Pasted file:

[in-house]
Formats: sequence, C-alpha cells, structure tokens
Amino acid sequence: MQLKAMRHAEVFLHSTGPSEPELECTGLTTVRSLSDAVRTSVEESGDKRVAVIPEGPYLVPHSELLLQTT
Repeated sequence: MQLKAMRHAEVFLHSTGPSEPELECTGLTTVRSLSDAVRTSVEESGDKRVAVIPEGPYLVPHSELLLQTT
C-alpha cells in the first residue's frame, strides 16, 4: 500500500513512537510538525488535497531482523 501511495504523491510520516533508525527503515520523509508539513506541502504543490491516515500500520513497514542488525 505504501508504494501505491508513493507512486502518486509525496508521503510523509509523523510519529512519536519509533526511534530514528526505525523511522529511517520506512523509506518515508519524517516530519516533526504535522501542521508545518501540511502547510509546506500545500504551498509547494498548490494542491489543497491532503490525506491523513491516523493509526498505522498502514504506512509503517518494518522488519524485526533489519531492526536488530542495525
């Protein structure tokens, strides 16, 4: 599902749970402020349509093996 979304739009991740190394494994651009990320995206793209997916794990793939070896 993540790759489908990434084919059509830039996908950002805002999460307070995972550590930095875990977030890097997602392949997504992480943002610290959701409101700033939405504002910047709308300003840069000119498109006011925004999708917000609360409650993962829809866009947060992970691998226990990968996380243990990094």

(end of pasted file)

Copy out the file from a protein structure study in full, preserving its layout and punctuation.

[in-house]
Formats: sequence, C-alpha cells, structure tokens
Amino acid sequence: MQLKAMRHAEVFLHSTGPSEPELECTGLTTVRSLSDAVRTSVEESGDKRVAVIPEGPYLVPHSELLLQTT
Repeated sequence: MQLKAMRHAEVFLHSTGPSEPELECTGLTTVRSLSDAVRTSVEESGDKRVAVIPEGPYLVPHSELLLQTT
C-alpha cells in the first residue's frame, strides 16, 4: 500500500513512537510538525488535497531482523 501511495504523491510520516533508525527503515520523509508539513506541502504543490491516515500500520513497514542488525 505504501508504494501505491508513493507512486502518486509525496508521503510523509509523523510519529512519536519509533526511534530514528526505525523511522529511517520506512523509506518515508519524517516530519516533526504535522501542521508545518501540511502547510509546506500545500504551498509547494498548490494542491489543497491532503490525506491523513491516523493509526498505522498502514504506512509503517518494518522488519524485526533489519531492526536488530542495525
């Protein structure tokens, strides 16, 4: 599902749970402020349509093996 979304739009991740190394494994651009990320995206793209997916794990793939070896 993540790759489908990434084919059509830039996908950002805002999460307070995972550590930095875990977030890097997602392949997504992480943002610290959701409101700033939405504002910047709308300003840069000119498109006011925004999708917000609360409650993962829809866009947060992970691998226990990968996380243990990094």